Cookies, Cake, and all Things Networking


Cookies were my link into the Labor Ward. Yup. More than one year of prayer and dreaming and trainings and planning. It was cookies that got the dream realized. (ok and a lot of God!)

Homemade baked goods are everyone’s weakness, including mine. Previous blog posts have covered this topic several times about the woes of my love for sugar, yet desire to surmount it. [Note: My sister Gail Madill has seriously stumbled into some ways to battle the sugar cravings. Life-changing stuff. See her Facebook page or website.] Needless to say, sugary, sweet goodies are my weakness.

They are the kryptonite I repeatedly return to. My love for them is the cause of a few extra pounds, and headaches, or sugar comas. They make me do crazy things like eat half a bowl of brownie mix or have three pieces of cake for breakfast. There are few (I actually am struggling to think of another right now) vices that have captivated and controlled me quite so wholly as this one. In short, you might say it’s my greatest weakness.

Yet. Yet The Lord has seen fit to use my greatest weakness for Something. First, I saw it in the Labor Ward invitation. And now, it came in the shape of a cake.

A few weeks ago, our teeny little church planned for visitors. Some folks from our “mother” church were coming for a meeting concerning church matters – like committee and service times.  Our little group of usually five families churned out quite a production. We gathered before church to cook rice, recently-slaughtered chickens, cabbage stew, spinach stew, and make beet salad. In my mind, we needed a cake. And I had a mix at home I had needed to use at home, plus, a newly purchased oven. There was 1.5 hrs left before the visitors came and everything was stewing along nicely; so I proposed it, and the ladies agreed.

I popped home, and whipped up two lopsided cakes (apparently the oven wasn’t level!) in no time. Splashing some icing on top, I piled the covered cakes on a platter, hoisted it to my head (for this IS how you carry things to church) and walked the five minutes back to the building.

Shock and awe could describe people’s reactions. The visitors. The church body. Women. Men. Children. No one expected a cake. No one bakes cakes or has ovens (save that one family with a cob oven) or money for the special cake ingredients. They didn’t even realize that sometimes you make cakes from box-mixes, so I wasn’t even sure what type of flour, or how much bicarbonate of soda went into the mix. Who would have thought?!

Well, the surprise wasn’t over.

Before I came to Swaziland, one dear friend Lindsay thought of me during her Nurse Practitioner class. In deciding which country’s health profile to study, she chose Swaziland and sent me her magnum opus. I read it (okay MOST of it!), and was intrigued to find that the most compelling studies revealed three factors in the lives of HIV negative girls and young adults. It seemed that if these three factors existed in girls’ lives, they were HIV negative and well-educated:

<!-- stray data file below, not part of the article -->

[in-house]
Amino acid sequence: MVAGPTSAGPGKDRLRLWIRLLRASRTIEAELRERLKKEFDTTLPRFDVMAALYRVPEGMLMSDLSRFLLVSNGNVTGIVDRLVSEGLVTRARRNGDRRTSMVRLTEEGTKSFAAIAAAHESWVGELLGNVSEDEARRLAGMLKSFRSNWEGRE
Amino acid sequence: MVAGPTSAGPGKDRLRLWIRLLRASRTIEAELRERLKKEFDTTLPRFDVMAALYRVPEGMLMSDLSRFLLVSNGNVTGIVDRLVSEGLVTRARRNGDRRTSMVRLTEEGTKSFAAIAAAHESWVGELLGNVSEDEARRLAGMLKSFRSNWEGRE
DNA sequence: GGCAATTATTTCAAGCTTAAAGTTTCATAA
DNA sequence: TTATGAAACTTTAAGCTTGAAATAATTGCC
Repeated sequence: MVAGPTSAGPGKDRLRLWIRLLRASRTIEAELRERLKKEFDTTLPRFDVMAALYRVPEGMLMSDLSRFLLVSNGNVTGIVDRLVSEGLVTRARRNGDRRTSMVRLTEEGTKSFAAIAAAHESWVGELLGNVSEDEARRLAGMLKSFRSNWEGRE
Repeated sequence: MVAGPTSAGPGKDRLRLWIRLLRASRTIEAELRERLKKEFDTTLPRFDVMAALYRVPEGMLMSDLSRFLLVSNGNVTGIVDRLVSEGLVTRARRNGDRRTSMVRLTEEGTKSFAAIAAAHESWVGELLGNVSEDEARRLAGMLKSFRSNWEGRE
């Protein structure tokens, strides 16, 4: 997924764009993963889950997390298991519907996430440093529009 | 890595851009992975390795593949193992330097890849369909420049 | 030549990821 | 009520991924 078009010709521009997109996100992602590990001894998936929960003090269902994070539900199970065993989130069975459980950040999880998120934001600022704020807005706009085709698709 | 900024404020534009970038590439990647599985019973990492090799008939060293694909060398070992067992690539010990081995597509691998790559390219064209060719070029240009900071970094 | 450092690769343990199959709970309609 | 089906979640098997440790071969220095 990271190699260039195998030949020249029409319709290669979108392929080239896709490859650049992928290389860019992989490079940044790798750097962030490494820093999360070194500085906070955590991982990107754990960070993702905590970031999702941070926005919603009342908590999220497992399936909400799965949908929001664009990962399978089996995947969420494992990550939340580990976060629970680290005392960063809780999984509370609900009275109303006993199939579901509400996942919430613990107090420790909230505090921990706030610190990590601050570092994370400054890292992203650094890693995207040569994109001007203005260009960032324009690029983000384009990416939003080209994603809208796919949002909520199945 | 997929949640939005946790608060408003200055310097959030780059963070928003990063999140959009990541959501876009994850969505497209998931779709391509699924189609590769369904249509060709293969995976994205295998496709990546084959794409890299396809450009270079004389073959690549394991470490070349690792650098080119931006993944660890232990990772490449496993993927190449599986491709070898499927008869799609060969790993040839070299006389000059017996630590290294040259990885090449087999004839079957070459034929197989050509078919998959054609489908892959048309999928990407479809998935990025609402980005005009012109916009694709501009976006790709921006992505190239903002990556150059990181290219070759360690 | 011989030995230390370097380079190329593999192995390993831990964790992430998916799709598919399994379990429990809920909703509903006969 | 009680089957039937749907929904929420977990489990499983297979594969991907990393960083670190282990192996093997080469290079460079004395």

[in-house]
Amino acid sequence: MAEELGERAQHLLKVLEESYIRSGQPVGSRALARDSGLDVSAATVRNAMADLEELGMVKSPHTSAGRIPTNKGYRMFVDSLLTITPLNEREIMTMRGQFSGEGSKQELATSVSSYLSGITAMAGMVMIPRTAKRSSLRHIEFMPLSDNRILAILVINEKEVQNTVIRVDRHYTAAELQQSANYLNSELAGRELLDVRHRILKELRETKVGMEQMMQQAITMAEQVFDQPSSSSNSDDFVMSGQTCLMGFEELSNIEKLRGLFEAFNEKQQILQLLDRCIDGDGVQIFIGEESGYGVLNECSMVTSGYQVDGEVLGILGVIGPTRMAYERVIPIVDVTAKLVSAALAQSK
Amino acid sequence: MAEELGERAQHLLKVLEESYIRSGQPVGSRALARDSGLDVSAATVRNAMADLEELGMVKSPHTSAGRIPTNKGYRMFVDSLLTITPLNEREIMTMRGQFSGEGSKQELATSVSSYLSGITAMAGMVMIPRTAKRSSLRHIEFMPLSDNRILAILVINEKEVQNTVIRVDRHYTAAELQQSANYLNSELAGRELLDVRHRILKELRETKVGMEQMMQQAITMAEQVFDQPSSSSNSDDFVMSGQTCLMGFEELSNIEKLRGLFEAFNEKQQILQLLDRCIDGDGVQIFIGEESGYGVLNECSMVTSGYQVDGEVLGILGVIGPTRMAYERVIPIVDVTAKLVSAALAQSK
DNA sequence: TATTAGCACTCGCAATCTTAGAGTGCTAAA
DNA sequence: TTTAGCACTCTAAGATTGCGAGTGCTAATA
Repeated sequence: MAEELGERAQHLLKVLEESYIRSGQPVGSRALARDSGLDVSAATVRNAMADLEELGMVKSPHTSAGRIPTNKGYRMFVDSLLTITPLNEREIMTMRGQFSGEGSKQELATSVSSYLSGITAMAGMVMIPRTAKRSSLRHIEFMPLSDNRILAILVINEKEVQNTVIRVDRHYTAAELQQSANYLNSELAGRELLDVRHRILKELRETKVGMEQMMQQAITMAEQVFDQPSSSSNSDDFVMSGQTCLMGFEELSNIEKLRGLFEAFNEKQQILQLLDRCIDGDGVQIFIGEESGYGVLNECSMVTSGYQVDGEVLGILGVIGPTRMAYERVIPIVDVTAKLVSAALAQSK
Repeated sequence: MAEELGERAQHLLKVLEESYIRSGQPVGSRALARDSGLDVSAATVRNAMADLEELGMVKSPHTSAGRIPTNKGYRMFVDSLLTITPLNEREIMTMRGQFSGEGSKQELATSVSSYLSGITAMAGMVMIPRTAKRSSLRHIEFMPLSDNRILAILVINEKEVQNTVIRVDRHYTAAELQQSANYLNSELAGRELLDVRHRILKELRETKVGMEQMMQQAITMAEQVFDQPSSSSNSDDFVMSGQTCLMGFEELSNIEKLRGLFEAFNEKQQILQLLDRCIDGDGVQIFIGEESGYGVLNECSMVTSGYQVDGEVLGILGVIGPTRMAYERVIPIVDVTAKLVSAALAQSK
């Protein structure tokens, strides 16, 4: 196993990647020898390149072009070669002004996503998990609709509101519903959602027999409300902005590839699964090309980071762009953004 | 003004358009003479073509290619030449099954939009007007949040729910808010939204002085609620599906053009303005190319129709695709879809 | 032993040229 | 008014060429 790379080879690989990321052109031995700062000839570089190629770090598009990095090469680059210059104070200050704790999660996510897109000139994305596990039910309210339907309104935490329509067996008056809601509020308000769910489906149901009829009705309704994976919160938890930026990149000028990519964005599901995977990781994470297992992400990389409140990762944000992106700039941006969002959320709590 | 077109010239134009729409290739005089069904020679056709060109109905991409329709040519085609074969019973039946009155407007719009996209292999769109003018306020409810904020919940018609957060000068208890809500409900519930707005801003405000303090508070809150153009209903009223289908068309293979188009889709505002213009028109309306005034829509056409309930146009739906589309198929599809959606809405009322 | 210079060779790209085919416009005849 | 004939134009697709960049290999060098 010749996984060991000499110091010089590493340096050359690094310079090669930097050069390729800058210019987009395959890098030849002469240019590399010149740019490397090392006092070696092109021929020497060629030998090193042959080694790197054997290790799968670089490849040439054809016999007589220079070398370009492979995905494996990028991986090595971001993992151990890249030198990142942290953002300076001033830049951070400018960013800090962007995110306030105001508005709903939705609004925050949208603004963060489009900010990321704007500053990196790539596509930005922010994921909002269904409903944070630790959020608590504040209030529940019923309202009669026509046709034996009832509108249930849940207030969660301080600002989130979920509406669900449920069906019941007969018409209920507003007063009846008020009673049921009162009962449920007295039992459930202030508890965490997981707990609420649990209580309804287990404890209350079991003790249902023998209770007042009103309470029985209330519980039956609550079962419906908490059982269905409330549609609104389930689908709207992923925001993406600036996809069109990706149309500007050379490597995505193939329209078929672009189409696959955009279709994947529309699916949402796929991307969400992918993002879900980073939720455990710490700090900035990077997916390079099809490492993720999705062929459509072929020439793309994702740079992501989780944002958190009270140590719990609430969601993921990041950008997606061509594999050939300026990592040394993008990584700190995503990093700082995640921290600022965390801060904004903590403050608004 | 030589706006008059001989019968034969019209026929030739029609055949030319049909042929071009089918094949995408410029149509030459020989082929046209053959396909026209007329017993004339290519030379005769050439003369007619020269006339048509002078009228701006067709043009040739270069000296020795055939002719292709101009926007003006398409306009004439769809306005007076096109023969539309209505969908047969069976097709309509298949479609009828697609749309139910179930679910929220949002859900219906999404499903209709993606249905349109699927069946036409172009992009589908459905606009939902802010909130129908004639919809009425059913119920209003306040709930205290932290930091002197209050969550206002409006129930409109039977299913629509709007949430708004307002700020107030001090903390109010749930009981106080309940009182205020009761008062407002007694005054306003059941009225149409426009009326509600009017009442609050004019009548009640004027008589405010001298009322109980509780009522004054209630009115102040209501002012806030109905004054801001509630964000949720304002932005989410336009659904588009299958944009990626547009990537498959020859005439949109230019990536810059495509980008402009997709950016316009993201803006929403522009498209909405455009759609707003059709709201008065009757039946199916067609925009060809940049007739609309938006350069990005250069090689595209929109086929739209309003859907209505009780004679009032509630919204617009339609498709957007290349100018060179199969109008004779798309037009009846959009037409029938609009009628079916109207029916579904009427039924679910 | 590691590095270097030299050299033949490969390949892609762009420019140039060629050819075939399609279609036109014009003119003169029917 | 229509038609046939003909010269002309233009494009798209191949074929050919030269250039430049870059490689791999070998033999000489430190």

1) a strong relationship with their mother. Makes sense. We learn our self-worth from our moms. How we expect men to treat us, how we think about our bodies, and even our attitudes towards relationships and sex come from our mothers’ teachings.

2) a reliable food supply. If we’re hungry, we’re less likely to perform well in school. We’re more likely to look for someone to feed us. In Swaziland, older men take advantage of this and become sugar daddies giving pocket money for food, clothes, or phones in exchange for sex from school-age girls.

3) education. Ah. The beginning and ending of most change in society. With knowledge comes girls’ awareness they can do more than sell fruit or their bodies. They learn to think fast and on their feet, and even learn about their bodies, how actually someone becomes pregnant, and how to debunk myths and lies told by oppressing men and mothers-in-laws. Plus reading, ‘riting, ‘rithmatics and high school diplomas, actually land you better-paying jobs. More food security. And on the cycle goes. It’s also observed that the higher a woman’s education, the less children she has. Greater are those children’s chances of food security and fees for schooling. Hence a broken cycle. Hope.

After reading Lindsay’s findings, I got inspired. Help young girls feel good about themselves, have enough food, and stay in school. Changed lives. I imagined The Lord connecting me with local women who were also passionate about community change. I’d encourage these women and they’d draw in the girls. We’d help them make extra pocket money without sex, or counsel their families on skills in finding work, etc. On and on my dreams went to work with young girls before they ever became pregnant.

And then time moved on. We moved to Swaziland, started learning language, got settled. Eventually, I started working as a doula. Started seeing too many of these girls that needed caught and helped before they got to me. I hadn’t forgotten the initial dream of working with young girls, but had rather started in with young girls and women who were pregnant. Definitely a way into women’s lives, but not exactly prevention of teenage pregnancies or school drop-outs. Feeling heavy with a few stories in particular, I recommitted myself to open eyes and praying for and talking about this idea with The Lord and other women.

A few weeks rolled by, after I started these prayers for open eyes, companions on this journey, and ideas of how to motivate Swazi women in this epic trek towards empowering young girls. Then the visitors came to the church, and I baked my meager, ugly cakes. Later that week, two young women came walking up the driveway. After chatting and asking if I could help them, they responded, “Yes. We wanted to see if you could teach us catering.” 

Another invitation. They’ve invited me to help them. To teach them a skill. To share my cake-baking abilities, so they might make a few rands selling cakes to folks.  

I quickly explained, “Well, I’m not trained in catering or anything. I only know how to make cakes, muffins, and breads because when I was a small girl, my mother taught me to bake. Just like your mothers taught you to cook lipalishi and sishibo. I’m not a professional by any means, but I can help you with what I know.” 

We discussed that the supplies would limit us initially, so I would invite them over when I was baking something for myself – cupcakes for the nurses at work, a bread for a party, or a special dinner for us. Eventually we’d see if they could purchase the ingredients, or I’d front some money, with them paying me back after they’ve sold their goodies. 

Most exciting of all is how long it takes to bake and ice a cake. Two hours at least. That’s two hours with these smart, young ladies who will help me with my siSwati. Two hours of language learning for me. Two hours of talking about boys, and marriage, and children, and self-esteem, and our roles in our community. Two friendships that just may be a start to empowering some females. In the end, at least it’s gonna be fun. I love baking with friends, and I’m sure we’ll become that soon.